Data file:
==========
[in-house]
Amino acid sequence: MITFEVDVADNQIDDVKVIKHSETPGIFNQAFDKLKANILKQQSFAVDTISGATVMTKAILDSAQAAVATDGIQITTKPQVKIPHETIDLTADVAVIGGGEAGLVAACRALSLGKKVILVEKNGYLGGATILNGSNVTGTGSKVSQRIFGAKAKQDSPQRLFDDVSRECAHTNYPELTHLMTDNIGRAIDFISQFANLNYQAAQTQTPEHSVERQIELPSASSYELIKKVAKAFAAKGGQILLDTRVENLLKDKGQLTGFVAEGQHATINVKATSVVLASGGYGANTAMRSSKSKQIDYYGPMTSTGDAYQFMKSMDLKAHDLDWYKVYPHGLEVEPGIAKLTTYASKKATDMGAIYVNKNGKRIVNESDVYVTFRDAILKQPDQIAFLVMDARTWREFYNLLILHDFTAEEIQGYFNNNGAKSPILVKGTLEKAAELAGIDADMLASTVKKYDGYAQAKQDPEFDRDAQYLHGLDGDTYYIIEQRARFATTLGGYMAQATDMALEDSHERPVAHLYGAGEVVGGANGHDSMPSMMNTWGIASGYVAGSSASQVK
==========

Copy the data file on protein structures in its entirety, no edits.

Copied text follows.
[in-house]
Amino acid sequence: MITFEVDVADNQIDDVKVIKHSETPGIFNQAFDKLKANILKQQSFAVDTISGATVMTKAILDSAQAAVATDGIQITTKPQVKIPHETIDLTADVAVIGGGEAGLVAACRALSLGKKVILVEKNGYLGGATILNGSNVTGTGSKVSQRIFGAKAKQDSPQRLFDDVSRECAHTNYPELTHLMTDNIGRAIDFISQFANLNYQAAQTQTPEHSVERQIELPSASSYELIKKVAKAFAAKGGQILLDTRVENLLKDKGQLTGFVAEGQHATINVKATSVVLASGGYGANTAMRSSKSKQIDYYGPMTSTGDAYQFMKSMDLKAHDLDWYKVYPHGLEVEPGIAKLTTYASKKATDMGAIYVNKNGKRIVNESDVYVTFRDAILKQPDQIAFLVMDARTWREFYNLLILHDFTAEEIQGYFNNNGAKSPILVKGTLEKAAELAGIDADMLASTVKKYDGYAQAKQDPEFDRDAQYLHGLDGDTYYIIEQRARFATTLGGYMAQATDMALEDSHERPVAHLYGAGEVVGGANGHDSMPSMMNTWGIASGYVAGSSASQVK